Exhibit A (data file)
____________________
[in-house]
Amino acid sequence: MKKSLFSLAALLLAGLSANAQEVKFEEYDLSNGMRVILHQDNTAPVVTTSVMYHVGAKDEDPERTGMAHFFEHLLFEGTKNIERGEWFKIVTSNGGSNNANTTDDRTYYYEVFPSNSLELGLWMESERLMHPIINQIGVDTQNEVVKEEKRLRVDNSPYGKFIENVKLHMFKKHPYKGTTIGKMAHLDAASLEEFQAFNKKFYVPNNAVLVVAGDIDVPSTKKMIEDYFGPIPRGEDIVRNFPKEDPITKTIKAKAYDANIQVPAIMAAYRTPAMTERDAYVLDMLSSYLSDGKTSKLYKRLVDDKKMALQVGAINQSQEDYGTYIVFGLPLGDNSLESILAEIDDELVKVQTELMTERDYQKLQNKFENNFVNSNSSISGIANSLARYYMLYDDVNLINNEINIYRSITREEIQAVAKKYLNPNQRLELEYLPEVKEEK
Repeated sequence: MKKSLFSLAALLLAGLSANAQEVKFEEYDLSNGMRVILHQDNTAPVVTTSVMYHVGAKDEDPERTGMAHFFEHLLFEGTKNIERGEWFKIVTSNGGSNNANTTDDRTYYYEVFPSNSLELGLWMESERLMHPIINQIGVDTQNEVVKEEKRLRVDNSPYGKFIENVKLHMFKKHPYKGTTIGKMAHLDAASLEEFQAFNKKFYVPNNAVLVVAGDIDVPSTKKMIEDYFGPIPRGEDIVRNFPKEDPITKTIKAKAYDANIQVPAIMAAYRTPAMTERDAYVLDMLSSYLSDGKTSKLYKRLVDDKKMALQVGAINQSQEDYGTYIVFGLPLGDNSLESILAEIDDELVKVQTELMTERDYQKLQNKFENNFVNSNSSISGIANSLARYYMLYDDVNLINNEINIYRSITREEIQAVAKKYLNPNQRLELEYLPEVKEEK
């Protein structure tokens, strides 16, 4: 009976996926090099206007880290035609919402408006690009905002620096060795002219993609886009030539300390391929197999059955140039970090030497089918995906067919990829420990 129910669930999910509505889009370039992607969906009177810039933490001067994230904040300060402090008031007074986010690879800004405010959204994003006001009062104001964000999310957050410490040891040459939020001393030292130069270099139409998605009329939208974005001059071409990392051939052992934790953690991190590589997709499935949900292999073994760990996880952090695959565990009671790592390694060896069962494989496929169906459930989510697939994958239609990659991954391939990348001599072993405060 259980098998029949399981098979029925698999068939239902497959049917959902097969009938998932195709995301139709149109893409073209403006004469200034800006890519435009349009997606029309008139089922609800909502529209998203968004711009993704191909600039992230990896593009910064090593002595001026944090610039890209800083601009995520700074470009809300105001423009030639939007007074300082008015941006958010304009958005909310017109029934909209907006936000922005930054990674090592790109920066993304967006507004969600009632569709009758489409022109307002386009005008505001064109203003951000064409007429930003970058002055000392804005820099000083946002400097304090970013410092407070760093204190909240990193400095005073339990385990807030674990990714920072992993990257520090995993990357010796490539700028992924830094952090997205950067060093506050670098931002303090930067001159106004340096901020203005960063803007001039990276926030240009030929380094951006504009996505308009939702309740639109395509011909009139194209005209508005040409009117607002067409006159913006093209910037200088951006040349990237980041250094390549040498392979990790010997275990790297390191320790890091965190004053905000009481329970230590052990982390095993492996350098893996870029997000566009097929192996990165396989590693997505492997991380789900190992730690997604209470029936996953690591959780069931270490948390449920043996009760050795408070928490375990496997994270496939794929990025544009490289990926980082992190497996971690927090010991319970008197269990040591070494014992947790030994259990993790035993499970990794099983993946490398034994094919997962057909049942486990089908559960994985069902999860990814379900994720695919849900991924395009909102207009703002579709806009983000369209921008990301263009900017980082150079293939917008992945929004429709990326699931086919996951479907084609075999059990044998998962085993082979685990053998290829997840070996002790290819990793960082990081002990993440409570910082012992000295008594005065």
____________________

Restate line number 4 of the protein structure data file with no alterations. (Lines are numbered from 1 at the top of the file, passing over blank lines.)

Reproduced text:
């Protein structure tokens, strides 16, 4: 009976996926090099206007880290035609919402408006690009905002620096060795002219993609886009030539300390391929197999059955140039970090030497089918995906067919990829420990 129910669930999910509505889009370039992607969906009177810039933490001067994230904040300060402090008031007074986010690879800004405010959204994003006001009062104001964000999310957050410490040891040459939020001393030292130069270099139409998605009329939208974005001059071409990392051939052992934790953690991190590589997709499935949900292999073994760990996880952090695959565990009671790592390694060896069962494989496929169906459930989510697939994958239609990659991954391939990348001599072993405060 259980098998029949399981098979029925698999068939239902497959049917959902097969009938998932195709995301139709149109893409073209403006004469200034800006890519435009349009997606029309008139089922609800909502529209998203968004711009993704191909600039992230990896593009910064090593002595001026944090610039890209800083601009995520700074470009809300105001423009030639939007007074300082008015941006958010304009958005909310017109029934909209907006936000922005930054990674090592790109920066993304967006507004969600009632569709009758489409022109307002386009005008505001064109203003951000064409007429930003970058002055000392804005820099000083946002400097304090970013410092407070760093204190909240990193400095005073339990385990807030674990990714920072992993990257520090995993990357010796490539700028992924830094952090997205950067060093506050670098931002303090930067001159106004340096901020203005960063803007001039990276926030240009030929380094951006504009996505308009939702309740639109395509011909009139194209005209508005040409009117607002067409006159913006093209910037200088951006040349990237980041250094390549040498392979990790010997275990790297390191320790890091965190004053905000009481329970230590052990982390095993492996350098893996870029997000566009097929192996990165396989590693997505492997991380789900190992730690997604209470029936996953690591959780069931270490948390449920043996009760050795408070928490375990496997994270496939794929990025544009490289990926980082992190497996971690927090010991319970008197269990040591070494014992947790030994259990993790035993499970990794099983993946490398034994094919997962057909049942486990089908559960994985069902999860990814379900994720695919849900991924395009909102207009703002579709806009983000369209921008990301263009900017980082150079293939917008992945929004429709990326699931086919996951479907084609075999059990044998998962085993082979685990053998290829997840070996002790290819990793960082990081002990993440409570910082012992000295008594005065």